Many of the 23 targets are also relevant for climate protection, since intact ecosystems store carbon dioxide (CO2), which is harmful to the climate. Destroying ecosystems releases CO2 and reduces nature's capacity for storing CO2. The following targets are particularly important for climate protection:

  • At least 30 per cent of the world’s land and sea area is to be put under protection by 2030 (Target 3).
  • Restoration of 30 percent of degraded areas is to begin by 2030 (Target 2).
  • The negative impact and environmental hazards related to the agricultural use of pesticides and fertilizer are to be cut in half by 2030 (Target 7).
  • States are to take measures to raise awareness among producers and consumers about protecting biodiversity (Targets 15 and 16).

Biodiversity: Why we need to act now

An important basis for the resolutions made in Montreal was provided in early 2019 by the IPBES Global Assessment Report on Biodiversity and Ecosystem Services, which estimated the number of species threatened with extinction at 1 million out of approximately 8 million. Human activity has changed 75 percent of the world’s land surface and 66 percent of its marine areas, and more than 85 percent of the planet’s wetlands have been lost over the past 300 years. Compared to pre-industrial levels, forested areas worldwide have decreased by one third.

A lot of money will be needed for the implementation of these and other targets. In the run-up to the conference, a figure of $700 billion per year was mentioned. The following was resolved in the agreement:

  • Richer countries are to pay compensation of at least $20 billion per year through 2025 to poorer countries with valuable natural areas. This figure is to increase to at least $30 billion by 2030 (Target 19).
  • Including the aforementioned compensation payments, $200 billion per year is to be mobilized for biodiversity in all participating countries by 2030 (Target 19).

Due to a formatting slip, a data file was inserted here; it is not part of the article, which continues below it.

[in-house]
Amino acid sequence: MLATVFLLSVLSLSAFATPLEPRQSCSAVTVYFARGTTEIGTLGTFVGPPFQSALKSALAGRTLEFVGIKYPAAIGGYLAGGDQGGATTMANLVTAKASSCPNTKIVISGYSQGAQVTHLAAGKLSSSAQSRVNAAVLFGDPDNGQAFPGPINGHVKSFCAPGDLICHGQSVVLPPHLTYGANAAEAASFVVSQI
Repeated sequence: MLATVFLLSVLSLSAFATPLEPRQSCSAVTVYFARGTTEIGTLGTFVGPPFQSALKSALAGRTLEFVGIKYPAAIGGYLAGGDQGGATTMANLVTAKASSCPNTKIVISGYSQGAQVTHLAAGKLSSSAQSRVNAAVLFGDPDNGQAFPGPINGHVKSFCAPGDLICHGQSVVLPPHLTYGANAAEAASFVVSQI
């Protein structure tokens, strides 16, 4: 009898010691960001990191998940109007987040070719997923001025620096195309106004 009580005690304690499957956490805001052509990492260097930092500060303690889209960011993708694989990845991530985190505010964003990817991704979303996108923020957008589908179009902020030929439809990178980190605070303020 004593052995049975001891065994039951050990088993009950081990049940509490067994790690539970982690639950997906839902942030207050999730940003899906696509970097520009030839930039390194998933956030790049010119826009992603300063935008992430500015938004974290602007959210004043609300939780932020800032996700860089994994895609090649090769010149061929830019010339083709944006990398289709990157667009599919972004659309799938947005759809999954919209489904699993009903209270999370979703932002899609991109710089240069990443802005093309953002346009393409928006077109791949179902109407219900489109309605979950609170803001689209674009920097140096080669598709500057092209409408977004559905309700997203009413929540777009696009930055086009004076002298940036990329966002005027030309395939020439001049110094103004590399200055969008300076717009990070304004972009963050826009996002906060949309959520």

• Subsidies and incentives for production methods that harm the environment are to be reduced by $500 billion per year worldwide (Target 18).

“These are all essential measures,” said Arneth from KIT. Ecosystems can do their part, according to Arneth, though the main thrust should be to reduce overall greenhouse gas emissions. “And reduce them quickly, because otherwise not only will climate change negate the biodiversity targets, but conversely the mitigation effects that intact ecosystems have on climate change will also be negated,” Arneth explained, pointing out an interdependency. Calling for the reduction of subsidies for agricultural practices that harm the environment is particularly important, Arneth indicated, because in doing so, the agreement directly addresses the reduction of greenhouse gas emissions – at least those caused by agriculture.

National implementation strategies

What the agreement is actually able to accomplish in the end will depend on such measures. The countries have their work cut out for them. They have to identify the areas they want to protect. A further agreement on the protection of remote areas well beyond national jurisdiction needs to be negotiated for the oceans.

The conference’s results must be implemented on the national level by the individual countries. The agreement stipulates that each country will develop its own national biodiversity strategy. Countries that already have such a strategy, like Germany, will have to revise it. So Germany’s national biodiversity strategy will be rewritten to give municipalities, which are local actors, a greater say. After all, the local level is where people need to be convinced about decisions involving whether and how an area will be used.